Living the WiFi high life

Sandeep Hingorani, left, looks at the screen of Jordan Silbert while they access the Internet wirelessly earlier this year in downtown New York City. Experts believe WiFi nodes will soon become as widespread as cellular telephone coverage.
Sandeep Hingorani, left, looks at the screen of Jordan Silbert while they access the Internet wirelessly earlier this year in downtown New York City. Experts believe WiFi nodes will soon become as widespread as cellular telephone coverage.
/ Source: Special to

It’s 2006, after dark on a December day. You pause before pulling your car out of the company parking lot, flip open your PDA and tell it to pull up your home’s profile.

You've been meaning to reset the heat. You say: “Family room floor: 72 degrees by 4:30 p.m.; master bedroom: 70 degrees by 10 p.m.” Then, you do a virtual-check on dinner. Yes! The chops you marinated and chilled this morning soon will be baking at 350 degrees. Your home server already turned on the porch light at 5 p.m. and reminded your spouse to stop at the cleaners and cut off the cartoons at 5:15, switching the TV to the school’s Internet channel so that your kids should be — hopefully — doing their homework by now.

Before cranking the ignition, you allow yourself one more peek at your work group’s Intranet site. Sigh. Just as you suspected. Two of your colleagues filed their reports this evening, but one still is lagging. You fast-forward through video-mail and the personalized video news and traffic alerts that you downloaded throughout the day. Tucking the device into its cradle, you turn on the car and tell it to find the least-congested freeway entrance. As you head for home, you give the PDA-phone instructions: Search for concert tickets for New Year’s Eve. As it does, you return calls, without once taking your hands off the wheel.

Sound futuristic? With WiFi, the future could be closer than you think. These days, a lot of the smart money is betting on the potential of the technology.

WiFi, short for “wireless fidelity,” refers to an over-the-air connection with a wireless client and a base station or between two wireless clients. Its most common application to date has been high-speed Internet access for laptops and handheld devices.

WiFi is the popular name for equipment that meets a certified wireless radio networking standard (the proper name is 802.11). It is the most popular and mature of several unlicensed wireless radio standards (including ultra wide band, or UWB, Bluetooth, WiMax and ZigBee).

“It wasn’t too long ago that people thought WiFi was just a passing fad,” says Alan Scrime, chief of the Federal Communications Commission’s Policy and Rules Division.

WiFi’s short range — 100 feet or more with no obstructions — has been one of its biggest limitations. But WiFi’s appeal is this: It is flexible, cheap (it uses an unlicensed part of the radio spectrum originally reserved for industrial, scientific and medical uses) and very fast. Recently, technology giants Intel, Cisco, Microsoft, AT&T and IBM began sinking a lot of money into WiFi, betting on it as the technology most likely, in the near-term, to carry the load for upcoming generations of mobile-consumer technology. Their researchers are trying to improve the range and stability of the WiFi standard while also learning how to meld WiFi seamlessly to the other wireless technologies, including cellular.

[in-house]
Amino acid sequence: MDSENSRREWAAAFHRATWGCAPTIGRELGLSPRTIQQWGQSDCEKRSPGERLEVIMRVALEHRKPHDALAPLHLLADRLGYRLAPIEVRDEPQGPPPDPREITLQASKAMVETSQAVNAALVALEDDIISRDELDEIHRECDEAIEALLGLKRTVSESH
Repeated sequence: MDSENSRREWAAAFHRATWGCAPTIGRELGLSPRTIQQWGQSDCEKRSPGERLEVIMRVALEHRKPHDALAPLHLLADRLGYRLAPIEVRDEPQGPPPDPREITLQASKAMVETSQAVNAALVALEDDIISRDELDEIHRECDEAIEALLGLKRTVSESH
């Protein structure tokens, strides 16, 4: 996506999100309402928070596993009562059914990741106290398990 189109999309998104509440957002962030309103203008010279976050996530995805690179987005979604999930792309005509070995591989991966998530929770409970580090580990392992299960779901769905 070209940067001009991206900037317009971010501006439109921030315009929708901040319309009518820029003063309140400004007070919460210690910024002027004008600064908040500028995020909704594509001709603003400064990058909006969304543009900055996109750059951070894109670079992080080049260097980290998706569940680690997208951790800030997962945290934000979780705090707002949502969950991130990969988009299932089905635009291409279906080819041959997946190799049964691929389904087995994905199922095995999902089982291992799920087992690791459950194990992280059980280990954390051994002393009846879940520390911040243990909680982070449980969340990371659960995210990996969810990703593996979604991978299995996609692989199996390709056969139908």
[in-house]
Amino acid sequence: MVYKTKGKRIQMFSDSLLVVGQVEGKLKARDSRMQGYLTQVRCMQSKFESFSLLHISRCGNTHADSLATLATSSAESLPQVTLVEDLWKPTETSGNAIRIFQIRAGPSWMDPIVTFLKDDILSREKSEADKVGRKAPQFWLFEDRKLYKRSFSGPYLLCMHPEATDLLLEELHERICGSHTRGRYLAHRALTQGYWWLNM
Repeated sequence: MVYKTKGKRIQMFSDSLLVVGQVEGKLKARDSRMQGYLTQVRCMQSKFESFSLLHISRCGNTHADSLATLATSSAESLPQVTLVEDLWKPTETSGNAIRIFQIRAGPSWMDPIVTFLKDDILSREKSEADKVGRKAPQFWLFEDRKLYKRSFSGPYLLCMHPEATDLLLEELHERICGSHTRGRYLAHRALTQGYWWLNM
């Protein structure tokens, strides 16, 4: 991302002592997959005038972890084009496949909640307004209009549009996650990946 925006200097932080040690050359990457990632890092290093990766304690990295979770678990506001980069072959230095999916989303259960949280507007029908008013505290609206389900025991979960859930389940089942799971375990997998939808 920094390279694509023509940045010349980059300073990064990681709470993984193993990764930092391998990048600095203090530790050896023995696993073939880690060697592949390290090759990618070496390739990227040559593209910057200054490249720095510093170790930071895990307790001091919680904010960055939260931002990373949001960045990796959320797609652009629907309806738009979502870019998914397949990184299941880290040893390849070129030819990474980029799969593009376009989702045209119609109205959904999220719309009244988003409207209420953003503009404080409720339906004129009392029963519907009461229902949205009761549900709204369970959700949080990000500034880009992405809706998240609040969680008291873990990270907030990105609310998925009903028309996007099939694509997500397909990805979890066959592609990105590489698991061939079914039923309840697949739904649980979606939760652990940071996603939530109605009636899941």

Cometa Networks, a partnership of IBM, AT&T, Intel Capital and investment companies Apax Partners and 3i, intends to sell wholesale WiFi service to commercial hotspots in cafes, airports, hotels and workplaces in the form of packages of bundled connections, including carriers and service providers like AT&T Wireless, Qwest, ComCast, Verizon, T-Mobile, AOL and Earthlink. Cometa, not yet a year old, is trying, in essence, to be the long-distance carrier for all the local hotspots.

Cometa’s president, Gary Weiss, wants to set up 20,000 commercial WiFi hotspots in 50 metro areas by 2005. The hope is to eventually blanket the country, making WiFi hotspots as ubiquitous as cellular towers are now. There will be “some level of seamlessness, not perfect, in the late 2004-2005 time frame,” he predicts.

Weiss is not out on a huge limb: Already, Verizon is testing 150 WiFi telephone booths in Manhattan and Brooklyn, transforming them into base stations that would allow anyone within about 600 yards to connect.

Just don’t expect a smooth WiFi experience immediately. “The goal right now is to treat the unlicensed area as an incubator. It’s an area like the old wild, wild West; a bit of a free-for-all,” the FCC’s Scrime says. “But that’s the breeding ground for new things to go in and to be built to more commercially licensed applications.”

By 2006-2007, Weiss predicts, users will get fast, seamless connections, indoors and out.

The holy grail in this world of mobile communications and entertainment is “smart” devices that seamlessly surf the invisible spectrum, choosing from among WiFi, cellular and the other unlicensed standards to latch onto the fastest, most economical carrier for your needs, much as cellular systems do today.

When that happens, communications providers and manufacturers will come at us with a zillion choices of service packages melding various combinations of WiFi, DSL, cable, and cell.

“Leave your high-speed Internet at home while you take it with you!” their advertisements will shout. It’ll be enough to make you long for the old days - back in 2003, when all you had to unravel was the fine print on cellular phone service contracts.